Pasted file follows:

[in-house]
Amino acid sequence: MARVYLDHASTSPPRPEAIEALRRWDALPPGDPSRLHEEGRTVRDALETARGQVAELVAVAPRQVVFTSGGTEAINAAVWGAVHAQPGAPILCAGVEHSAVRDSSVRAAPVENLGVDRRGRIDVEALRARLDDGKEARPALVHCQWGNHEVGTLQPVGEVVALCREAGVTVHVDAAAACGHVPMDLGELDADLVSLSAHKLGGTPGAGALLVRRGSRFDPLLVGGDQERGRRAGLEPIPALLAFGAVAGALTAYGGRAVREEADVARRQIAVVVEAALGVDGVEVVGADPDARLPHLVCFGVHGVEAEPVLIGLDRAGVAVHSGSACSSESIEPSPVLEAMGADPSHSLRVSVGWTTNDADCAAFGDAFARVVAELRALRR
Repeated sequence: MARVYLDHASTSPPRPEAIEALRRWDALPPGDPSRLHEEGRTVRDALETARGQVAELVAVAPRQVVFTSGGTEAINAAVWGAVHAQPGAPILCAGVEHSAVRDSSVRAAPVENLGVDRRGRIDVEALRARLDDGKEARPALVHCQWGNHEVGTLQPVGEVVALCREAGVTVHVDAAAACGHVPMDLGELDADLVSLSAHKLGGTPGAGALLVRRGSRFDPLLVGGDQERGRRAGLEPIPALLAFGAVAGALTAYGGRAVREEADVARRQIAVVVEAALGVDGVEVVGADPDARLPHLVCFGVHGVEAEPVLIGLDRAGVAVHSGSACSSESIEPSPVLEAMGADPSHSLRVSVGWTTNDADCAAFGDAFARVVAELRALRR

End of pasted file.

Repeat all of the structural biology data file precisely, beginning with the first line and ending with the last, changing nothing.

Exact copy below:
[in-house]
Amino acid sequence: MARVYLDHASTSPPRPEAIEALRRWDALPPGDPSRLHEEGRTVRDALETARGQVAELVAVAPRQVVFTSGGTEAINAAVWGAVHAQPGAPILCAGVEHSAVRDSSVRAAPVENLGVDRRGRIDVEALRARLDDGKEARPALVHCQWGNHEVGTLQPVGEVVALCREAGVTVHVDAAAACGHVPMDLGELDADLVSLSAHKLGGTPGAGALLVRRGSRFDPLLVGGDQERGRRAGLEPIPALLAFGAVAGALTAYGGRAVREEADVARRQIAVVVEAALGVDGVEVVGADPDARLPHLVCFGVHGVEAEPVLIGLDRAGVAVHSGSACSSESIEPSPVLEAMGADPSHSLRVSVGWTTNDADCAAFGDAFARVVAELRALRR
Repeated sequence: MARVYLDHASTSPPRPEAIEALRRWDALPPGDPSRLHEEGRTVRDALETARGQVAELVAVAPRQVVFTSGGTEAINAAVWGAVHAQPGAPILCAGVEHSAVRDSSVRAAPVENLGVDRRGRIDVEALRARLDDGKEARPALVHCQWGNHEVGTLQPVGEVVALCREAGVTVHVDAAAACGHVPMDLGELDADLVSLSAHKLGGTPGAGALLVRRGSRFDPLLVGGDQERGRRAGLEPIPALLAFGAVAGALTAYGGRAVREEADVARRQIAVVVEAALGVDGVEVVGADPDARLPHLVCFGVHGVEAEPVLIGLDRAGVAVHSGSACSSESIEPSPVLEAMGADPSHSLRVSVGWTTNDADCAAFGDAFARVVAELRALRR